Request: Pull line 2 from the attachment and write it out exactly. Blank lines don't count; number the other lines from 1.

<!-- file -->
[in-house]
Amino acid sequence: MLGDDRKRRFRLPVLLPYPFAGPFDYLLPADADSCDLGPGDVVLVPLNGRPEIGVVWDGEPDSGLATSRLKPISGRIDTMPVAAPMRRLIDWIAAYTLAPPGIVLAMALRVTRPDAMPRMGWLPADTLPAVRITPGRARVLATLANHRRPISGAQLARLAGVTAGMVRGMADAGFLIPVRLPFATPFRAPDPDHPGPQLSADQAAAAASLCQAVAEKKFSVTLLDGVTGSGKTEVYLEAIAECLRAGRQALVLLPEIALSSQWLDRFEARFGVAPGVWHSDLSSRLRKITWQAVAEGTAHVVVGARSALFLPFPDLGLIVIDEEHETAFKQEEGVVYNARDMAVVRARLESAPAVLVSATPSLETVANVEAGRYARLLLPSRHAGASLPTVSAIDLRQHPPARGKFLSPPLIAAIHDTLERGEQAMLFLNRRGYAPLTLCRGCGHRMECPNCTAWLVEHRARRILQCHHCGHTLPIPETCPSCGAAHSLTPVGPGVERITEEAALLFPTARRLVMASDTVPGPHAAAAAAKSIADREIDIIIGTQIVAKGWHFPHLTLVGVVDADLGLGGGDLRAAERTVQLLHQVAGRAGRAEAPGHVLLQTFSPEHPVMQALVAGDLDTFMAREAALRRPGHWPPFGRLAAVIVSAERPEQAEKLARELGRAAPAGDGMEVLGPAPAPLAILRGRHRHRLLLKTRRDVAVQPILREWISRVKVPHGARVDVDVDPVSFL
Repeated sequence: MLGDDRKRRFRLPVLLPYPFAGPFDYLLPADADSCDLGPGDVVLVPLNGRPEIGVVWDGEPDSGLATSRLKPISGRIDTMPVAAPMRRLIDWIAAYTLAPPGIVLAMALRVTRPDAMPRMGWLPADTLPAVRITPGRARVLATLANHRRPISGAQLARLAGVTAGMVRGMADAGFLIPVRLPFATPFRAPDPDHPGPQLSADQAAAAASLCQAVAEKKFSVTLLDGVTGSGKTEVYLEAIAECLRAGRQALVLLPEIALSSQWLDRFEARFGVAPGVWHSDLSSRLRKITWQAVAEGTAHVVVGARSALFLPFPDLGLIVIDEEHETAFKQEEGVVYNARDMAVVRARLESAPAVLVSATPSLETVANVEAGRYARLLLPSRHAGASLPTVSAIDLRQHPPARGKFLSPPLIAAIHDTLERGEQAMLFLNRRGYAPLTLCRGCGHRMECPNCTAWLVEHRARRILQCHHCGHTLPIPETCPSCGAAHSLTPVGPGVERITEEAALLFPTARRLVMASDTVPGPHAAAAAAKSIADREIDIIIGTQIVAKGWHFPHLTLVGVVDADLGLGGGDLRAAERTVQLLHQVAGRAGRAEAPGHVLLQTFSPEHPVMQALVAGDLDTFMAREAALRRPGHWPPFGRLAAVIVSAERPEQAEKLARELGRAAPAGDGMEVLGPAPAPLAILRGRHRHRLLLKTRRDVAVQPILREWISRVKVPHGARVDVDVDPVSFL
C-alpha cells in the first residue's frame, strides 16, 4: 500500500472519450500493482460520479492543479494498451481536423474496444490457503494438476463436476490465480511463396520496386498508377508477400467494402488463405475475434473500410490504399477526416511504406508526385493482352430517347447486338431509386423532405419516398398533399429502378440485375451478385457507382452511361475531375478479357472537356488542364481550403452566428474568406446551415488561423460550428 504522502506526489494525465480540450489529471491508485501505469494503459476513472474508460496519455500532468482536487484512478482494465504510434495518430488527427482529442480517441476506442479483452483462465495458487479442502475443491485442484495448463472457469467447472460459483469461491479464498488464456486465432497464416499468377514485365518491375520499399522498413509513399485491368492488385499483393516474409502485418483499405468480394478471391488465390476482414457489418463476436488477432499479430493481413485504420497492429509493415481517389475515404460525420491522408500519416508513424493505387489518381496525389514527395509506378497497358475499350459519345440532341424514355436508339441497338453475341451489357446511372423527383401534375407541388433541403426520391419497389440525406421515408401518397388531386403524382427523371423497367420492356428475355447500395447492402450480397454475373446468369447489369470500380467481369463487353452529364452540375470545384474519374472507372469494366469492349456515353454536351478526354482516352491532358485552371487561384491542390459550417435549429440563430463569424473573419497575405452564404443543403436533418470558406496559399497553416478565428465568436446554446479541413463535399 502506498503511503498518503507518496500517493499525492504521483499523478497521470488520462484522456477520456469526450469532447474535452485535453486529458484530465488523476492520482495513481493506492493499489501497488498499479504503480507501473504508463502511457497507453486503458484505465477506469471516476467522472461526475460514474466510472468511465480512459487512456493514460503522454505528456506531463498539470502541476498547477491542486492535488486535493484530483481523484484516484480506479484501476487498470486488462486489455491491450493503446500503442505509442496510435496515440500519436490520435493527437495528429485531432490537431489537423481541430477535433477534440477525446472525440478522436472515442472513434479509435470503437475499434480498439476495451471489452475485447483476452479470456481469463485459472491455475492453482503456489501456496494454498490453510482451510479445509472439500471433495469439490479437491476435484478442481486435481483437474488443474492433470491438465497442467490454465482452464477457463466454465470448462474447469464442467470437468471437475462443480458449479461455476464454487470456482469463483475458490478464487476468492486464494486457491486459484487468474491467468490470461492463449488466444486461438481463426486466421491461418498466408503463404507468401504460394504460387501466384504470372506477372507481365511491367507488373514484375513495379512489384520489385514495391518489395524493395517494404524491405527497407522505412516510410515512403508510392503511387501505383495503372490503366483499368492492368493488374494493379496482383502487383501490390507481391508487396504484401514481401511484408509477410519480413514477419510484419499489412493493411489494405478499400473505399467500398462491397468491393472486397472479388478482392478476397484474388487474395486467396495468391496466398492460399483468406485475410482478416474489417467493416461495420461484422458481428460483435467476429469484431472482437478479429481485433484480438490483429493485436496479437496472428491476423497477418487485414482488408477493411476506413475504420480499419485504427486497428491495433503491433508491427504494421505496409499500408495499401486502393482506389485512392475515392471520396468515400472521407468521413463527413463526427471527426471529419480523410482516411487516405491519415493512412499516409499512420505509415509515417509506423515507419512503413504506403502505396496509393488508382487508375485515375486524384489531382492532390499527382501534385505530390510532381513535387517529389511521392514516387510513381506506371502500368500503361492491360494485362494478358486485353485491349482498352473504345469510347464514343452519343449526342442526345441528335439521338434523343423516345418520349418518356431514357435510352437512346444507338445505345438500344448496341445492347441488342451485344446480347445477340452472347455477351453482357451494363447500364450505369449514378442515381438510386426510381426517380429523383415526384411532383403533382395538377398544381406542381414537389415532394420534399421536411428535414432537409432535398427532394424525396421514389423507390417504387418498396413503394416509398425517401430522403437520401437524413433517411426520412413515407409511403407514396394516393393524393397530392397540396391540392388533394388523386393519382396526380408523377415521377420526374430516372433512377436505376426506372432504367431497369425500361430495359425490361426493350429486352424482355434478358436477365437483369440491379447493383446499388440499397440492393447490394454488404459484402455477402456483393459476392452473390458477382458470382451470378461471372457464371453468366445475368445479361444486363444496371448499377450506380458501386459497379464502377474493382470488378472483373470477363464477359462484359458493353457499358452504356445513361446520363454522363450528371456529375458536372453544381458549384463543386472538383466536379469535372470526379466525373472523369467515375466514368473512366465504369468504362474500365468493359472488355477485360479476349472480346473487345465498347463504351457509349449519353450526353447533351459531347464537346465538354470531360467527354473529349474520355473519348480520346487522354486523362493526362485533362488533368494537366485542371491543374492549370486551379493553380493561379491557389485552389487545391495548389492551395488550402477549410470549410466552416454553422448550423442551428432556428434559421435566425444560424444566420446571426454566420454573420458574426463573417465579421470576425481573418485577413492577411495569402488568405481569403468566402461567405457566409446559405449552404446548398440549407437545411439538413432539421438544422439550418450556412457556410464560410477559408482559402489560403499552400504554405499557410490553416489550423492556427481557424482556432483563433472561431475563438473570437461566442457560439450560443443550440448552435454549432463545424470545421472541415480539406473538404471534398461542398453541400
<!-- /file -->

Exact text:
Amino acid sequence: MLGDDRKRRFRLPVLLPYPFAGPFDYLLPADADSCDLGPGDVVLVPLNGRPEIGVVWDGEPDSGLATSRLKPISGRIDTMPVAAPMRRLIDWIAAYTLAPPGIVLAMALRVTRPDAMPRMGWLPADTLPAVRITPGRARVLATLANHRRPISGAQLARLAGVTAGMVRGMADAGFLIPVRLPFATPFRAPDPDHPGPQLSADQAAAAASLCQAVAEKKFSVTLLDGVTGSGKTEVYLEAIAECLRAGRQALVLLPEIALSSQWLDRFEARFGVAPGVWHSDLSSRLRKITWQAVAEGTAHVVVGARSALFLPFPDLGLIVIDEEHETAFKQEEGVVYNARDMAVVRARLESAPAVLVSATPSLETVANVEAGRYARLLLPSRHAGASLPTVSAIDLRQHPPARGKFLSPPLIAAIHDTLERGEQAMLFLNRRGYAPLTLCRGCGHRMECPNCTAWLVEHRARRILQCHHCGHTLPIPETCPSCGAAHSLTPVGPGVERITEEAALLFPTARRLVMASDTVPGPHAAAAAAKSIADREIDIIIGTQIVAKGWHFPHLTLVGVVDADLGLGGGDLRAAERTVQLLHQVAGRAGRAEAPGHVLLQTFSPEHPVMQALVAGDLDTFMAREAALRRPGHWPPFGRLAAVIVSAERPEQAEKLARELGRAAPAGDGMEVLGPAPAPLAILRGRHRHRLLLKTRRDVAVQPILREWISRVKVPHGARVDVDVDPVSFL